The conference’s second section examined the fashioning of identities through imagery, taking a closer look at how Habsburg women’s portraits adapted the image of the queen to suit the present moment, be it a time of grief, war, or celebration. Yelsy Hernández’s (Yale University) contribution to this topic looked at the literature and imagery surrounding the funeral rites of Queen Margaret of Austria, exploring how this Spanish queen’s posthumous legacy was constructed in the period immediately following her death. With evidence from contemporary sources originating from both Spain and Italy, this paper was able to demonstrate the foregrounding of Margaret’s relationships with men in the symbols and imagery which surrounded her at the time of her funeral, as well as the similarities between her representation in posthumous texts and those of female saints. The following paper, given by one of the conference organisers, Alejandra Franganillo Álvarez (Universidad Complutense de Madrid), reinforced the utility of funeral orations as sources for studying the fashioning of queenly identities. Her paper, which focused on Queen Isabella of Bourbon, examined the construction of this queen’s persona in later life during a time of war, in particular, studying how her role as queen was conceived of as an equal but opposite counterbalance to the role of king. With the king representing military might, Isabella became a symbol of peace and womanly virtue, garnering identification with strong female figures such as Esther, Judith, and Bellona, some of which were featured in her funeral dedications. These strong female figures were also key to the imagery surrounding the subject of the final paper of this section, Christine of France, Duchess of Savoy. Franca Varallo (Università di Torino) described the various mantles which this queen adopted in her imagery: widow, mother, goddess, equestrian. Christine’s choice of the diamond as her personal symbol, coupled with her representations as strong, bright, and tough on the walls of her home, showed her as a woman well aware of her individual power and the power of imagery to convey it to others. Indeed, each of the queens examined in this section utilised text, imagery, and symbolism in tandem to fashion identities which served their purposes, identities which continued to be reiterated and promoted by their supporters following their deaths.

Section 3: Private Uses of Portraits: Exchange, Collecting, and Display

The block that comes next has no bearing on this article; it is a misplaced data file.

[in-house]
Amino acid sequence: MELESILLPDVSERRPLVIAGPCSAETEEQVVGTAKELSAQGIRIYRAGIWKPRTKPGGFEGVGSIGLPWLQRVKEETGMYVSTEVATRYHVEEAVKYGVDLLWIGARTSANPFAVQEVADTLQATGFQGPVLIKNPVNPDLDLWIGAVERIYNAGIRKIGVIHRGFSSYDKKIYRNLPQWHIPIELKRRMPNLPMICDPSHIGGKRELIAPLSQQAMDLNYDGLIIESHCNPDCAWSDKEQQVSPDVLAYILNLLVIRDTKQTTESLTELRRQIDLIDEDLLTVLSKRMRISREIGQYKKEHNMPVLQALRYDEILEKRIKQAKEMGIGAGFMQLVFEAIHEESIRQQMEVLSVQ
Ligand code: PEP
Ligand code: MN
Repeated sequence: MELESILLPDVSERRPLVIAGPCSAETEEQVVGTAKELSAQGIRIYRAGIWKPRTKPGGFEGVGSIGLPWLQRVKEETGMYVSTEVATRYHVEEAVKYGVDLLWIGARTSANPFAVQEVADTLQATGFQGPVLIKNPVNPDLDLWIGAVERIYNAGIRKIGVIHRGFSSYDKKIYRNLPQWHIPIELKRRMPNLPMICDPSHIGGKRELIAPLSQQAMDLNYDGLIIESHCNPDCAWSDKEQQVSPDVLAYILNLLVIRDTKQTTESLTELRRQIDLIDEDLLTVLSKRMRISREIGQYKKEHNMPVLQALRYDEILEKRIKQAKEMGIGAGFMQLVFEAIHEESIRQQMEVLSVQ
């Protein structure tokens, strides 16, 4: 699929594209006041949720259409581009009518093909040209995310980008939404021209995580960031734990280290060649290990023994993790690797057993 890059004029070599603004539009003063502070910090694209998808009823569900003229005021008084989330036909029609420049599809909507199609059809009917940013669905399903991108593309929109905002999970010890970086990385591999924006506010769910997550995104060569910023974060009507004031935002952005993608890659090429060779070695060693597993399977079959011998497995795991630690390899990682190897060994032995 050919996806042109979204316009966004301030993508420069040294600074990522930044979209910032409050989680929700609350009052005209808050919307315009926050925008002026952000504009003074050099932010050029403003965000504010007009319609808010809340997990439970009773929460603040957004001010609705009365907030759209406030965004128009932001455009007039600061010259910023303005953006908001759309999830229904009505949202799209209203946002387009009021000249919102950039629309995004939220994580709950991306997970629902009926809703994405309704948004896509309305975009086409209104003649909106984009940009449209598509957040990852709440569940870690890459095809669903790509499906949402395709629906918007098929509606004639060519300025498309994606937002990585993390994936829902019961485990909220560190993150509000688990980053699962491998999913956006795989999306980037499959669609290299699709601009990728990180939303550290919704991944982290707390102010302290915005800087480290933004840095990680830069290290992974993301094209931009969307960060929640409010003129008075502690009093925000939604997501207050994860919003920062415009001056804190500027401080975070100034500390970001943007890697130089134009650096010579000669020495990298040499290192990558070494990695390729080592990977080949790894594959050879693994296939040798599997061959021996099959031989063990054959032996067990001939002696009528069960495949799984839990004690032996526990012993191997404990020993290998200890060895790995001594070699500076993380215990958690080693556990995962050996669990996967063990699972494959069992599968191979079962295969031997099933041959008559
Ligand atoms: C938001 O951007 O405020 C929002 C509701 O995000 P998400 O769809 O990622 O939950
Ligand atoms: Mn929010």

The third and final section of the conference – which took place on the second day – grappled with a variety of questions regarding the functionality of royal portraits, exploring their publics, mobility, and reproduction. Silvia Mitchell’s (Purdue University, Indiana) paper reconstructed not just the image of the widowed queen Mariana of Austria as regent and queen mother, but also sought to reassemble and analyse her vast collection of luxury goods with the help of a soon-to-be-published inventory. Mitchell’s talk demonstrated that although Mariana found herself in a precarious position following the death of her husband, she managed to bolster her power as queen mother through her depiction in official portraiture, as well as by surrounding herself with precious and magnificent objects such as tapestries, clocks, porcelain, books, and portraits of her relations. The subsequent paper by Andrea Sommer-Mathis and Christian Standhartinger (Academia de Ciencias Austríaca, ÖAW Vienna) expanded upon the importance of objects in the relationships between royal persons, taking a particular interest in the exchange of portraits between courts. By studying the extant letters of the Viennese Habsburgs, Sommer-Mathis and Standhartinger were able to explore both the personal and political functions of these portraits, demonstrating their significance in the establishing of marriage alliances, but also their more human function as aide-mémoirs and love tokens. A true likeness of the person depicted was revealed as a very valuable aspect of such portraits, foregrounding the importance placed on having an able court painter at one’s command. The final paper of the day and of the conference – given by the second of the conference’s organisers, Peter Cherry (Trinity College Dublin) – took a closer look at this facet of portrait painting, focusing on the workshop and output of the painter Velázquez during the 1650s. Raising questions as to the relative agency of a painter and sitter, the sometimes perplexing use of symbolism within portraits, and the painting, repainting, and copying of royal images, Cherry’s research revealed the difficulties inherent in producing sufficient images of a regent to sate international demand, and the necessity for cooperation between court artists, copyists, and their patrons in order to design and disseminate a suitable image of a ruler. By examining portraiture’s complex web of meanings and uses, this section allowed for deeper reflection on the role of portrait as object, sign, and memory.